10th January 2018,
The Value of a Man
In an environment that does not support the gay man, many turn to adapted behaviours to desperately secure enough validation to stay on the run from shame, unworthiness and low self-esteem for as long as possible. Where does it all end?
I heard recently again that a man I used to admire and know had taken his own life after many years of trying to get better from depression.
In the 24 hours since hearing this I have looked over the pictures his ex-boyfriend has put on Facebook showing dance parties, quiet moments together and him smiling, standing alone. This gay man is yet another loss in a heterosexually dominated world where the gay man is not only unsupported but derided by many.
I sit here today and imagine his life and his growing up in Montréal. I imagine the first awareness he might have had of his sexual yearnings and his longing to be intimate with another male human being. He would have noticed his first physical attractions, had confusing and exciting first experiences and he also would have made contact with the shame that must have accompanied these yearnings until he made it out of there to an environment, a bigger city, that while still today is more supportive than most is still far from supportive enough to have him know deeply that he is not only O.K. but that he is a man, worthy of love, worthy of respect, that he has value and deserves all that is good.
I don’t know how he died but I imagine like many hundreds of others that died from drug overdoses, suicides, AIDS and broken hearts that it was not in a place filled with as much light as those first untainted moments when one discovers their sexuality and the joyful inclination they have and feelings of love for another male.
It is not long after these beginning moments that the realization dawns upon them that “My sexuality and who I am is not O.K.” “I do not deserve to be happy.” To be this way is shameful and ‘wrong.’ And the self-destructive behaviours begin.
Today, having heard this news I am grieving not only for this man but for all these men. I feel their pain tonight because this news shatters my avoidance. What am I avoiding and what have I been avoiding? It is the reality of my own despair, hopelessness, despondency and disillusionment. It is the awareness of how unsupported I have been growing up as a gay man in the world. It has been unsafe and I have become timid and unsure because of it. Here is a simple but clear example of this. When I finish work for the day with colleagues and they want to go for a drink they do not necessarily have to think which bar they will go to. For a gay man this must not only be a consideration if one wants to relax but in some parts of the world must be decided carefully in order to avoid abuse and harm. These deliberations need to be made each and every day.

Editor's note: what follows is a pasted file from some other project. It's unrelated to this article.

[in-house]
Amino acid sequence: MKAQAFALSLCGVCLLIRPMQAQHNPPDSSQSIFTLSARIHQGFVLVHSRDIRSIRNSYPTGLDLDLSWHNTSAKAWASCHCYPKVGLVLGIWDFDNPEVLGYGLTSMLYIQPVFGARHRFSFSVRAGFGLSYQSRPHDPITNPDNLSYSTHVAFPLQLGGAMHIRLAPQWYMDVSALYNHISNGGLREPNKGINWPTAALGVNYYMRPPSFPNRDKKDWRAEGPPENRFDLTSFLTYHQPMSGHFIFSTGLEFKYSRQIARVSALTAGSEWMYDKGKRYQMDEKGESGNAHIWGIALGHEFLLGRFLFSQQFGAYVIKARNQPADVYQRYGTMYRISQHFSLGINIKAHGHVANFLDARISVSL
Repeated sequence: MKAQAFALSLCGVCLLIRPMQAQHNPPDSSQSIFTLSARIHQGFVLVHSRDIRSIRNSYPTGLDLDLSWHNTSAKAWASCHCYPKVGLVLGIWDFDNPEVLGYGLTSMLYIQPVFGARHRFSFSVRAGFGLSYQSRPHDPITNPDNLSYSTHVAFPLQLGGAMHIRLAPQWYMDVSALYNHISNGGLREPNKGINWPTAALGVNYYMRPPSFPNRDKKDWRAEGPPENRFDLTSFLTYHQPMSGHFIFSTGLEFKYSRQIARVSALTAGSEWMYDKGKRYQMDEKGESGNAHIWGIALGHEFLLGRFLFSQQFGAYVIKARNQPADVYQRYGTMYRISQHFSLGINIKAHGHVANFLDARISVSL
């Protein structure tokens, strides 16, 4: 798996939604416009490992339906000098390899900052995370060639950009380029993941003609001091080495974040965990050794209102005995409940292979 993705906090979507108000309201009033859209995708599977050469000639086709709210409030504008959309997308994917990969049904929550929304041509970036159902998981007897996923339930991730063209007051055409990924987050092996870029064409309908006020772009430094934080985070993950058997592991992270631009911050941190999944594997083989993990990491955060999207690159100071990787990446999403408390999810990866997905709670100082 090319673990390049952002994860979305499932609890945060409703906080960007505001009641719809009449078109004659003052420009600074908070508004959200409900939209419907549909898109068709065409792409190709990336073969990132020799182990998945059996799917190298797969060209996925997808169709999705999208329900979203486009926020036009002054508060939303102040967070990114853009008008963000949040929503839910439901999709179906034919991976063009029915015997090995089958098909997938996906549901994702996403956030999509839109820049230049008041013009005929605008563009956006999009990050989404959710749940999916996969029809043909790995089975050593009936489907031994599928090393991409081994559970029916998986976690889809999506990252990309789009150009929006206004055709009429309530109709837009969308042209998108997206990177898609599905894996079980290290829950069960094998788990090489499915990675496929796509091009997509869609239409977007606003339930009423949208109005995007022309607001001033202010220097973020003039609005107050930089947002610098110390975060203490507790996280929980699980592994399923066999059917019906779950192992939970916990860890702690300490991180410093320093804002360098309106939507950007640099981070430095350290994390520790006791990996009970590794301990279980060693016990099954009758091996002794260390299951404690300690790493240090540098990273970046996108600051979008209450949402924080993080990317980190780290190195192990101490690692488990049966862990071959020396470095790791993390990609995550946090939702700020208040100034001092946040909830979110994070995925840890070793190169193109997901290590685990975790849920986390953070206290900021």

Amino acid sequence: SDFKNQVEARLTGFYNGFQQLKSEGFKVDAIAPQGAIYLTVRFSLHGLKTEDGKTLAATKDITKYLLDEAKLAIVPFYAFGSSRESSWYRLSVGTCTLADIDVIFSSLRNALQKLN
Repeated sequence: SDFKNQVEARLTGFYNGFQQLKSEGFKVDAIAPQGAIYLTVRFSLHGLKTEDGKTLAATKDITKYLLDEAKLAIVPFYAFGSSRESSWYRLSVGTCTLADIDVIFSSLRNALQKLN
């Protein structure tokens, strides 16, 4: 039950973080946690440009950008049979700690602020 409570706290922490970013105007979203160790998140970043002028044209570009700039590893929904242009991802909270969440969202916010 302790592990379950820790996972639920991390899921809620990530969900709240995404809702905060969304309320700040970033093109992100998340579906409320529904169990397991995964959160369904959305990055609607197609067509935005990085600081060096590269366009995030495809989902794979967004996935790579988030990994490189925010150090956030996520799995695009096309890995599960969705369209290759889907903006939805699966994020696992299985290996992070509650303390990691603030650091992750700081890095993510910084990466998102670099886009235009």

I feel and see the path I have journeyed down and the path I have still to travel. I am suddenly also connecting with the reality of the gay scene – the reason it is as it is –the drugs, the sex, the gossip, the drive for perfection in many fields, the ongoing drive for external validation and compliments, the body-dismorphia and the use of romantic relationships to find shelter from pain and shame. My clarity increases to reveal a culture that is more than a creative behavioural adaptation for men for whom there was never enough support and love but a trauma response enacted by so many to help them avoid the shame, pain and guilt that this larger culture asks them to feel for no good reason. I cry as I connect with my memories of this man and others and with how much light they had, such willingness to love and such potential for good.
This pain I feel is almost intolerable and I want it to stop. No gay man needs to die this way anymore. Shortly I will travel to America, to the city where I first met him and where these memories will be reawakened. Already I can sense through the wretchedness of his death but also something even more gripping and that is my own feelings and thoughts about who I am and where I am at on my own journey.
The currency of a gay man in this culture is youth, muscle, looks, wit, seductiveness, charm, money, fame, prostitution, porn careers, clothes, dick size, capacity to be extreme, ‘fuckability’ and sexual power. As we age these diminish, our hearts grow older and they stop beating, not being able to withstand the drugs and the steroids any longer. Cosmetic surgery is used to prolong this currency and the result is that we do not learn to accept our ageing and how could we? Our gay culture does not value the ageing process or the older individuals in it. Where are they? Ageing whispers to us – ‘You are losing your currency!’….we panic. And this is why in an environment that does not support the gay man we turn to adapted behaviours to desperately secure enough validation to stay on the run from shame, unworthiness and low self-esteem for as long as possible.
Some can maintain this indefinitely, others surrender to facing the reality of ‘life on life’s terms and it is a hard road…. and others stumble and fall through suicide, drug overdose, HIV complications and depression. Many don’t make it to 50.
We must turn this around. How? We do this by taking responsibility for ourselves in spite of the field and the environment that is less than supportive and validating. We must become empowered by seeking and creating support, caring more for each other more, building self-esteem, learning how to esteem others, becoming aware of what it is we are doing and what our behaviours say about us. We need to connect with others, stop avoiding the truth and take a stand.
We need to understand our worth – truly and deeply and we need to somehow find a way to know our own value even when all we feel is self-loathing, fear and depression. The work begins.